Apparently, Google tracks location data of users who turned off location services on their devices. Those who turn that feature off generally don’t want to be tracked, so it certainly seems like a violation of privacy. Google is now doing damage control, although the blowback from this issue probably won’t last long.
Here’s how Google tracks location data
Quartz conducted an investigation and found that Google tracks location data of its users via cell towers. Android phones have been collecting the locations of the cell towers that are close to users since the beginning of the year. The operating system then sends that location data to Google—meaning that every precaution taken to keep one’s location from being tracked is in vain.
Most smartphone and tablet users expect Google, Apple and other tech firms whose services they use to track their locations. However, the problem is that Google tracks the locations of users who turned off location services and even those who didn’t have a SIM card in their devices. Apparently, devices without SIM cards connecting them to mobile carriers still send user location data to Google. According to Quartz, they do this whenever they are connected to a Wi-Fi network.
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Google confirms the report
A Google spokesperson confirmed to Quartz that Android has been sending cell tower addresses to the company for the last 11 months. These addresses are included in the data that’s sent to the Google system that manages messages and push notifications for smartphones running on Android. The spokesperson said that even though Google tracks location data in Android devices, it has never stored or used the data that was collected.
The company is apparently preparing to end the collection of this data following Quartz’s investigation. By the end of this month, Android will supposedly stop sending the cell tower addresses to Google, or it will at least make it an option to turn this tracking off.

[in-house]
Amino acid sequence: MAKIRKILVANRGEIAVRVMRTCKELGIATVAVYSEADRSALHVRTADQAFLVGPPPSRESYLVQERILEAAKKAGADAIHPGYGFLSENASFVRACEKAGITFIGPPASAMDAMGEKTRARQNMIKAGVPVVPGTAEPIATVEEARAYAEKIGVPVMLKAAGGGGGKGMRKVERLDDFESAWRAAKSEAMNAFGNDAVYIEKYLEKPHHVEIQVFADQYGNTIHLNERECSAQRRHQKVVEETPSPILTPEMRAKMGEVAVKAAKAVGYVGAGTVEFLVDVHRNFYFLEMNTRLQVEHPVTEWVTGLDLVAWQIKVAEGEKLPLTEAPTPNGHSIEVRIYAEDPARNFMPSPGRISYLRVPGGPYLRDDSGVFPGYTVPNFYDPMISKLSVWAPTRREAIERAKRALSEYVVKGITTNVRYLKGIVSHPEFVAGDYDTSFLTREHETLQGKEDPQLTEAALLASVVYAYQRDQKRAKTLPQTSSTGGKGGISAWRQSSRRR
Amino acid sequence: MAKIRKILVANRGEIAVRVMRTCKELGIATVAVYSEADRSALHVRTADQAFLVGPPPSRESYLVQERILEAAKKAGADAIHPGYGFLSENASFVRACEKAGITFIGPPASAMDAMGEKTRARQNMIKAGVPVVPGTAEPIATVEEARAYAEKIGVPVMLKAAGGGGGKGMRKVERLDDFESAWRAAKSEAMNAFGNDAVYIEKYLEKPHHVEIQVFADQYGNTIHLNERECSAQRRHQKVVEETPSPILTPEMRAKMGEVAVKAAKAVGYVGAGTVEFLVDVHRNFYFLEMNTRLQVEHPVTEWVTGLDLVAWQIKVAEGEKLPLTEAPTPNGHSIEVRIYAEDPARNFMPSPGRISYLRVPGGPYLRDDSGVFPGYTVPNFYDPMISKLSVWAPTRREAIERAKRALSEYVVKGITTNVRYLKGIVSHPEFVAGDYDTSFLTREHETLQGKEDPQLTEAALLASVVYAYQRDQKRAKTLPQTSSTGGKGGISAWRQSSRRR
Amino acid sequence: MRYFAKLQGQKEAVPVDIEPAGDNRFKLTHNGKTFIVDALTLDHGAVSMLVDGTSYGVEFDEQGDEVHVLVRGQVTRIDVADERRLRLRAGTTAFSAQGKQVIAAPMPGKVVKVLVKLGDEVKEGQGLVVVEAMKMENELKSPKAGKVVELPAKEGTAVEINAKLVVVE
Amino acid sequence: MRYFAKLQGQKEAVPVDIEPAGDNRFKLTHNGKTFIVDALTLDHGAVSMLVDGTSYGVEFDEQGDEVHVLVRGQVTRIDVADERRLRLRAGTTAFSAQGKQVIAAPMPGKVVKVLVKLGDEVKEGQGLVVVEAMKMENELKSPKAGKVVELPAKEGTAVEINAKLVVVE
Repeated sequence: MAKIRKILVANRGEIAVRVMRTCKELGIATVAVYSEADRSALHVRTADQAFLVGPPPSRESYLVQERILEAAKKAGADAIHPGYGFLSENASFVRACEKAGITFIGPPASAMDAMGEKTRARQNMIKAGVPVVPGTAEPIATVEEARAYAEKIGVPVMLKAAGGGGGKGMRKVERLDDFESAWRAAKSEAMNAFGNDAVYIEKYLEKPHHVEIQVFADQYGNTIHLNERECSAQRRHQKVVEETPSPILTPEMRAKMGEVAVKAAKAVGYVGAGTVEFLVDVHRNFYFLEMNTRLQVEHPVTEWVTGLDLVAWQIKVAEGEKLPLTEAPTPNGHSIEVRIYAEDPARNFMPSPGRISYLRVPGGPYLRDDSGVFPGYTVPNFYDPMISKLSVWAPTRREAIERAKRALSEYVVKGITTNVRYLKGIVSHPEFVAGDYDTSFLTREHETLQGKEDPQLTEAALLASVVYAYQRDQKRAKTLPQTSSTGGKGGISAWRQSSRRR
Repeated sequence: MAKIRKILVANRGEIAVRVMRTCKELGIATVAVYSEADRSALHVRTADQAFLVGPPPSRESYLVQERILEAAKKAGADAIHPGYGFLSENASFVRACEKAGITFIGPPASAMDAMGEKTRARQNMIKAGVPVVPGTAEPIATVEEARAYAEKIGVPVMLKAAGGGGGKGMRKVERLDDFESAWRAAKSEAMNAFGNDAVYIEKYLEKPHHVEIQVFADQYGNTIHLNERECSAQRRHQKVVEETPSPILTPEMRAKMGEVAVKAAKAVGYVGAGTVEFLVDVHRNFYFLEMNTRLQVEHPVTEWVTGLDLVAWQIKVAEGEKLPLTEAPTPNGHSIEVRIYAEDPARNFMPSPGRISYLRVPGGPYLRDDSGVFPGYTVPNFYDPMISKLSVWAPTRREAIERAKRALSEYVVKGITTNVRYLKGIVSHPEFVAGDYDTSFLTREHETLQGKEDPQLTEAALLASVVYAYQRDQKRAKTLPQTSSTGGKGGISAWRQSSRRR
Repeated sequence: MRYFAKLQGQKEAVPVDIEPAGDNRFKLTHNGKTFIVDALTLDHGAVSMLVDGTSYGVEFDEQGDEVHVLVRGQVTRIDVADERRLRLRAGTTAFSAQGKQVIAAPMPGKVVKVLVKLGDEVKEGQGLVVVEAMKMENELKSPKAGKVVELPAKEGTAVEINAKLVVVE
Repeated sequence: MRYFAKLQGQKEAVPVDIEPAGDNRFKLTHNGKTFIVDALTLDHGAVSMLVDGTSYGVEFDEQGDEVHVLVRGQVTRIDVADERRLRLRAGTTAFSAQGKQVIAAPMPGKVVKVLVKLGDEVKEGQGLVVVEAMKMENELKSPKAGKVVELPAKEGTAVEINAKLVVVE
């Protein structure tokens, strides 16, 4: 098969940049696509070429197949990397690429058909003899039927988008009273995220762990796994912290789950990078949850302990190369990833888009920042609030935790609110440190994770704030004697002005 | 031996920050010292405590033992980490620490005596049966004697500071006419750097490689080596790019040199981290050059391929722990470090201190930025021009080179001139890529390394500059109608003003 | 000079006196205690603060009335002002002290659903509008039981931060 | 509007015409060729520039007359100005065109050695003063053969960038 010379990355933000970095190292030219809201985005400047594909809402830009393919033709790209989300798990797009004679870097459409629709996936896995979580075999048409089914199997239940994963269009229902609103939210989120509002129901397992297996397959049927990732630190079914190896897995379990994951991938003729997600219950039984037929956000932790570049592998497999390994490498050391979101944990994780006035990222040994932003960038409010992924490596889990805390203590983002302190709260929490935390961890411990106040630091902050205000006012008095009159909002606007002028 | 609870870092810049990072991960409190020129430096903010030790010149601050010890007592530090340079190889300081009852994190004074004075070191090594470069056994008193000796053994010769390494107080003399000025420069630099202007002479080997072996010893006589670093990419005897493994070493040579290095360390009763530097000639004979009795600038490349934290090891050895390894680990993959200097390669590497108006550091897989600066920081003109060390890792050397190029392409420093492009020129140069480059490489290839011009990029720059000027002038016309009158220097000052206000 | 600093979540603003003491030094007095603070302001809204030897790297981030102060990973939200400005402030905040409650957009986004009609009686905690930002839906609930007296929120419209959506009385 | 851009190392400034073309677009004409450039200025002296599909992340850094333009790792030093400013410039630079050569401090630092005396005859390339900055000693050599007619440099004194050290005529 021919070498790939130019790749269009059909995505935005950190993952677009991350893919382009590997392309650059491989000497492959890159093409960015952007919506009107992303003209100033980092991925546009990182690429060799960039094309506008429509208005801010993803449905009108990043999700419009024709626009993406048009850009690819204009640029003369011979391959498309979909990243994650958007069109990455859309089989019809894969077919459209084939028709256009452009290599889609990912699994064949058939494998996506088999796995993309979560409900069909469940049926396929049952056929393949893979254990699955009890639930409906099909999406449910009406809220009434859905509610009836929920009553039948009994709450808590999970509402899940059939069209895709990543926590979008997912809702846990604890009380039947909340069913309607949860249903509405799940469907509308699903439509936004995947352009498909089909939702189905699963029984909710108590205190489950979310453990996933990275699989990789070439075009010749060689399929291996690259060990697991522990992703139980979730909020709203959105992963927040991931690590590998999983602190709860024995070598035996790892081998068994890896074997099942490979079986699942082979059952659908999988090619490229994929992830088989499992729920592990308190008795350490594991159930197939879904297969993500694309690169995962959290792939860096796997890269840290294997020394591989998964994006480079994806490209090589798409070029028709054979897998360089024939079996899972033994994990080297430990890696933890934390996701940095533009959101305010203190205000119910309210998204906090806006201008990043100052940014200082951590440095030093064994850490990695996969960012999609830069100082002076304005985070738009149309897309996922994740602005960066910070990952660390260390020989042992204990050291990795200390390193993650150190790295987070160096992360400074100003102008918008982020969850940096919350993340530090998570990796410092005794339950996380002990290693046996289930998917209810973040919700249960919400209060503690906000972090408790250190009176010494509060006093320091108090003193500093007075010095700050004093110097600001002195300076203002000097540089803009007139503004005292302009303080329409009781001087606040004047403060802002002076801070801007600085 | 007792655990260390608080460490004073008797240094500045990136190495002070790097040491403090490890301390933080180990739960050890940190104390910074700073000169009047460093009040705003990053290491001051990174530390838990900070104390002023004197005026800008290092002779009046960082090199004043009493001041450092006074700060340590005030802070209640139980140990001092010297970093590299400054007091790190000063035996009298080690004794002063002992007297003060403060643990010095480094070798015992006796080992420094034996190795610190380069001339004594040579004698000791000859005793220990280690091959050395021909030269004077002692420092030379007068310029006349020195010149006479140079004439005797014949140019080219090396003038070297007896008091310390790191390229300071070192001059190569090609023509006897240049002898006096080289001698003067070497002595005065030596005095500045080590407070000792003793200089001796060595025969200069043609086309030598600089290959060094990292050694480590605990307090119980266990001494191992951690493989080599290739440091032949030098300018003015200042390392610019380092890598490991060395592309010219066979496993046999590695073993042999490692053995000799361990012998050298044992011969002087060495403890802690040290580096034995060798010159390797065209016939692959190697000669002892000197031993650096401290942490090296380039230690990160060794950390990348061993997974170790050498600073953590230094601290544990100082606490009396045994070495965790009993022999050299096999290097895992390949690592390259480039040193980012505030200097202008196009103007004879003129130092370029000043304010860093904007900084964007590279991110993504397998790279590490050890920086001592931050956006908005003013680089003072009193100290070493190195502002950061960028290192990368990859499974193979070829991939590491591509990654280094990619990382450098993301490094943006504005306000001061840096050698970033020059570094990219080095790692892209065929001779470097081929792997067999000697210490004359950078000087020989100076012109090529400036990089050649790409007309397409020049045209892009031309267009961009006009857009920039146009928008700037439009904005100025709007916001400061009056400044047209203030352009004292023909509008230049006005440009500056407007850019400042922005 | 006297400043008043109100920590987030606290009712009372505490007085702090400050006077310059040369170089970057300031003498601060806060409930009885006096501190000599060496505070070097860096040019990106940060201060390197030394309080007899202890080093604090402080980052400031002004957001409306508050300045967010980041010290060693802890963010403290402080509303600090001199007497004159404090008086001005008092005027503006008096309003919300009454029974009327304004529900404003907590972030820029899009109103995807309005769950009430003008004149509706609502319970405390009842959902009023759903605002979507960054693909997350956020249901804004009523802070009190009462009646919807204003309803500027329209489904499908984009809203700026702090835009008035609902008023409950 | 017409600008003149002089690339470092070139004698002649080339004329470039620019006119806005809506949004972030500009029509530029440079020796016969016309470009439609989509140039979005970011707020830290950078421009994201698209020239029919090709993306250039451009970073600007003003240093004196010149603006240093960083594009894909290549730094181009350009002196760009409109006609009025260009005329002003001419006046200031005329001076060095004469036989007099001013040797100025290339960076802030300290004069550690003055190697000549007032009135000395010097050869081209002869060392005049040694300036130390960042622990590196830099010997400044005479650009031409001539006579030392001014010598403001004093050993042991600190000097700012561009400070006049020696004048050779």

Why Google tracks location data
A Google spokesperson said that they were trying to see if “Cell ID codes” would work as “an additional signal to further improve the speed and performance of message delivery,” although they claim that they never ended up incorporating the data into their sync system. It’s unclear exactly how tracking the addresses of cell towers could improve the delivery of messages.
However, a source reportedly told Quartz that Google added in the collection of cell tower addresses as an improvement for its Firebase Cloud Messaging. The system pings the server regularly so that messages can be delivered without delay, The Verge added. Firebase Cloud Messaging is set to run by default on Android smartphones.
The fact that Google tracks location data for those who think they’ve protected themselves is quite concerning as far as privacy goes. It’s particularly interesting that the company suddenly decided to change this practice after it was discovered. Location data is extremely valuable for marketers, so if you’ve seen an almost ad-like notification pop up on your Android phone when you’ve been somewhere, you now have an idea of how Google has been doing it.
The big question now is when the privacy-related lawsuits will start popping up.